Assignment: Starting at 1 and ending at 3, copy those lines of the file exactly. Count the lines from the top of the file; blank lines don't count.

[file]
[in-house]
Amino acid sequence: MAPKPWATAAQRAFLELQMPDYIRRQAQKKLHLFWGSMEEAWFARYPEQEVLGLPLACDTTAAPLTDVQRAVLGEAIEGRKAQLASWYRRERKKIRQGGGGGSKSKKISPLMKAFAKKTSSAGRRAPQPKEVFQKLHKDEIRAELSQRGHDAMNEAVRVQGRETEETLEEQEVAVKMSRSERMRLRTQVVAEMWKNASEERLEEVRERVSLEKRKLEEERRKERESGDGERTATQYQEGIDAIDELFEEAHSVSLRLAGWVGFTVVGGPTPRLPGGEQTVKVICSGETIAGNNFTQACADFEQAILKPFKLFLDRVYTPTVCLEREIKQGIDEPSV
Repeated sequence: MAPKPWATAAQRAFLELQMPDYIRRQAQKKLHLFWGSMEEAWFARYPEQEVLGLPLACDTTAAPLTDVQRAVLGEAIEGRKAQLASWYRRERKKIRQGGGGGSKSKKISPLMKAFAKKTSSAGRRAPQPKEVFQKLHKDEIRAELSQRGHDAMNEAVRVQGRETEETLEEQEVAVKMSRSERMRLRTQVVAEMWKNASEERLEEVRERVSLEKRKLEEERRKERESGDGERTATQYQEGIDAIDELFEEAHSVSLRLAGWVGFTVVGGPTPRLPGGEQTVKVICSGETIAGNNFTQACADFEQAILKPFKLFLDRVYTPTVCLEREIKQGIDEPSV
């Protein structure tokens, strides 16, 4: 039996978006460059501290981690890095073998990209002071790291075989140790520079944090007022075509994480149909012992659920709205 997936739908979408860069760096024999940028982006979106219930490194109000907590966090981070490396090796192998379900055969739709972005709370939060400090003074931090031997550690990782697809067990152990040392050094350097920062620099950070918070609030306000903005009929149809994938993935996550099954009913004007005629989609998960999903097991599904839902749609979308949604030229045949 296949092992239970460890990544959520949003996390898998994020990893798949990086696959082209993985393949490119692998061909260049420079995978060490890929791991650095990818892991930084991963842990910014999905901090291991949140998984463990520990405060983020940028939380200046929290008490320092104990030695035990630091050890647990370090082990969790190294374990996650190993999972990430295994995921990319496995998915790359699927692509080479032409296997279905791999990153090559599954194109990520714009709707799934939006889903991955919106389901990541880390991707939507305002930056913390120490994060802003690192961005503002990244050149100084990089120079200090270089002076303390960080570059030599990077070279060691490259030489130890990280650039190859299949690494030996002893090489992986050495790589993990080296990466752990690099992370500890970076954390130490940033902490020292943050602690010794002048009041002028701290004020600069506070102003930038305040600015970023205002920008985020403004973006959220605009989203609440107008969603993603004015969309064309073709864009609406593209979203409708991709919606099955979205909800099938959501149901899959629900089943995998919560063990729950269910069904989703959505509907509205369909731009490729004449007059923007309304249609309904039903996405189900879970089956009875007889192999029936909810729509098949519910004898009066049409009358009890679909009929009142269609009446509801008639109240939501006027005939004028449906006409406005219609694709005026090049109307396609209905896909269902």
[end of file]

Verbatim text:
[in-house]
Amino acid sequence: MAPKPWATAAQRAFLELQMPDYIRRQAQKKLHLFWGSMEEAWFARYPEQEVLGLPLACDTTAAPLTDVQRAVLGEAIEGRKAQLASWYRRERKKIRQGGGGGSKSKKISPLMKAFAKKTSSAGRRAPQPKEVFQKLHKDEIRAELSQRGHDAMNEAVRVQGRETEETLEEQEVAVKMSRSERMRLRTQVVAEMWKNASEERLEEVRERVSLEKRKLEEERRKERESGDGERTATQYQEGIDAIDELFEEAHSVSLRLAGWVGFTVVGGPTPRLPGGEQTVKVICSGETIAGNNFTQACADFEQAILKPFKLFLDRVYTPTVCLEREIKQGIDEPSV
Repeated sequence: MAPKPWATAAQRAFLELQMPDYIRRQAQKKLHLFWGSMEEAWFARYPEQEVLGLPLACDTTAAPLTDVQRAVLGEAIEGRKAQLASWYRRERKKIRQGGGGGSKSKKISPLMKAFAKKTSSAGRRAPQPKEVFQKLHKDEIRAELSQRGHDAMNEAVRVQGRETEETLEEQEVAVKMSRSERMRLRTQVVAEMWKNASEERLEEVRERVSLEKRKLEEERRKERESGDGERTATQYQEGIDAIDELFEEAHSVSLRLAGWVGFTVVGGPTPRLPGGEQTVKVICSGETIAGNNFTQACADFEQAILKPFKLFLDRVYTPTVCLEREIKQGIDEPSV